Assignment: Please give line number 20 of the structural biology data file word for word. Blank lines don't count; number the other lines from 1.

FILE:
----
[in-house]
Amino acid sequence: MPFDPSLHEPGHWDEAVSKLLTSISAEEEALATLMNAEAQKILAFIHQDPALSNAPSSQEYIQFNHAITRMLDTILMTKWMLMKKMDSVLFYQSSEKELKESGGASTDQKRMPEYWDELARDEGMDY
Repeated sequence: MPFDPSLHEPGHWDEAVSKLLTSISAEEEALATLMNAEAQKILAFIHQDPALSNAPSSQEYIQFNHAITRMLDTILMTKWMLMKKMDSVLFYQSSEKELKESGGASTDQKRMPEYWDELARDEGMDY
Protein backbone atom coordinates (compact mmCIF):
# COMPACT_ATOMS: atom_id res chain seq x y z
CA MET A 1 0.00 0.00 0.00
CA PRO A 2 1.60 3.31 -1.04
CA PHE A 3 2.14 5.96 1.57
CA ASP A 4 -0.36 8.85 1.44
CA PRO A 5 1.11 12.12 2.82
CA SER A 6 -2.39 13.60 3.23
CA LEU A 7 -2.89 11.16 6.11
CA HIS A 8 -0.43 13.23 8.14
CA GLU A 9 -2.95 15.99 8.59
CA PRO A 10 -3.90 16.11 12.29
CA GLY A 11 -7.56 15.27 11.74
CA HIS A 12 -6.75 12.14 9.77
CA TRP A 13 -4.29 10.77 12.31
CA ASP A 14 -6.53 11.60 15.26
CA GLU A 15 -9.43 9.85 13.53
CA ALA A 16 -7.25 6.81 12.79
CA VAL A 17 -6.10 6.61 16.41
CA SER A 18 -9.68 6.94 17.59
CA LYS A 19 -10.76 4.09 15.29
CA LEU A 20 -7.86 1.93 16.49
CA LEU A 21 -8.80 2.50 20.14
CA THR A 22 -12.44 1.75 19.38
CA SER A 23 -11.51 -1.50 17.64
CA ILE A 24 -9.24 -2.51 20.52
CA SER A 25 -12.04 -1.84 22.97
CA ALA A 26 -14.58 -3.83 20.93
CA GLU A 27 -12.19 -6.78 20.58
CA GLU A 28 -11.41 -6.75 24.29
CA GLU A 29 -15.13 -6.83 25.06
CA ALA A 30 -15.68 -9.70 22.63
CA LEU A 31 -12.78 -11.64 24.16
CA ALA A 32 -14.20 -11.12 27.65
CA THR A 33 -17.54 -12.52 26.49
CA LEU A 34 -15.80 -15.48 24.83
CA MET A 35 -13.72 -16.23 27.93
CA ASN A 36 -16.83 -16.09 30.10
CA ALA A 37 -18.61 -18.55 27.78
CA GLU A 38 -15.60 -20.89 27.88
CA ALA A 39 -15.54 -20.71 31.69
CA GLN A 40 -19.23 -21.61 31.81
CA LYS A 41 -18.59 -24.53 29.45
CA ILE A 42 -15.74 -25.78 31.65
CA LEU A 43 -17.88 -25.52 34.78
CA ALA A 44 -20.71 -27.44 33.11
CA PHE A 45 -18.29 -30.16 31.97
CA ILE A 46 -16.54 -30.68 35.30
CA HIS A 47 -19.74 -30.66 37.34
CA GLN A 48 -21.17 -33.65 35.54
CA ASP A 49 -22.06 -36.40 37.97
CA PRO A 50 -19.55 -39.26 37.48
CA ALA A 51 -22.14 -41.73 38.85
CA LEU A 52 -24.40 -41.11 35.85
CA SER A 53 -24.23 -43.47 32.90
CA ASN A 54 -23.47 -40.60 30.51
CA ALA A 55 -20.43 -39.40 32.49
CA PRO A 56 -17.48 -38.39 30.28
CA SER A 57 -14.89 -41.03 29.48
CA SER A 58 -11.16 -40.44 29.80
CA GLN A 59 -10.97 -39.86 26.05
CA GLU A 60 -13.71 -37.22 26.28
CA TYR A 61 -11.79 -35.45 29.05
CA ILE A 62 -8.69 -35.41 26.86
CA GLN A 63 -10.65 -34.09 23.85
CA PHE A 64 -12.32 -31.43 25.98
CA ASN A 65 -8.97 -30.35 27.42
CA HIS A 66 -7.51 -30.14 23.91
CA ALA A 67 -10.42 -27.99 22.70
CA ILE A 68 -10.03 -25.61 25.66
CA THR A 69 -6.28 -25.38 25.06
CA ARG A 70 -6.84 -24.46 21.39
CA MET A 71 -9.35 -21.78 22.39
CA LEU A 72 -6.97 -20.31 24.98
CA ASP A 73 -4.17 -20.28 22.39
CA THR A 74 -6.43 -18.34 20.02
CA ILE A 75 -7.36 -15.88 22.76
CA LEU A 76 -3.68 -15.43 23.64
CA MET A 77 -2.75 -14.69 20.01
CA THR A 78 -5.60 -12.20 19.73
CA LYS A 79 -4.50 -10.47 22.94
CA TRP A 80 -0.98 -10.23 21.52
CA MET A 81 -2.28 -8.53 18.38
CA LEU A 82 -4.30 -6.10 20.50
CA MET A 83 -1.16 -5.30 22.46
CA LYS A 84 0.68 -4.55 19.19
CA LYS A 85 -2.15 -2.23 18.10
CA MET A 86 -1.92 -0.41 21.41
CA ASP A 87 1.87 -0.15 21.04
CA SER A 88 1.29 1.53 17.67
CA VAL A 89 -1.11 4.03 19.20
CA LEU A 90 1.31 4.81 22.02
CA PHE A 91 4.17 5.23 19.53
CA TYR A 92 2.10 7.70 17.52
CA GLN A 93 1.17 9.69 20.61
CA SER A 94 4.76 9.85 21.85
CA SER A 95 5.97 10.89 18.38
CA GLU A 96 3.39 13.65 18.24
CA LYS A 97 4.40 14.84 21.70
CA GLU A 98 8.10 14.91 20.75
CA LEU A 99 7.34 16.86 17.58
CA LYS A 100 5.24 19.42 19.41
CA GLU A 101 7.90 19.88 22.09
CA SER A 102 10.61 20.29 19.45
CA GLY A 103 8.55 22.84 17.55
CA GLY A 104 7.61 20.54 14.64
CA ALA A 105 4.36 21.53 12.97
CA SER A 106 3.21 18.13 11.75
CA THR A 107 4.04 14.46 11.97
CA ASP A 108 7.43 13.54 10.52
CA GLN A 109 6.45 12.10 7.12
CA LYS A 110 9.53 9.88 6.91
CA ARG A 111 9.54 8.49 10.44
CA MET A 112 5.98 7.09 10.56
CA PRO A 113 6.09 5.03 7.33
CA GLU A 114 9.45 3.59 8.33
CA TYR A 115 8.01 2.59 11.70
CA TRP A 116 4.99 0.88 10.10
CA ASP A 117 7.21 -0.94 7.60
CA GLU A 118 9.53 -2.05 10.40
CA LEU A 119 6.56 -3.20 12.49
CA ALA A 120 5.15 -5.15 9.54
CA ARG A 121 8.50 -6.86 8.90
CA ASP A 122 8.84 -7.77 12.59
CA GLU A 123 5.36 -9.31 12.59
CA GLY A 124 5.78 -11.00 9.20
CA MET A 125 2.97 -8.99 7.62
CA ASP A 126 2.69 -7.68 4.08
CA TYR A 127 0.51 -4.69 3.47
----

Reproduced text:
CA GLU A 15 -9.43 9.85 13.53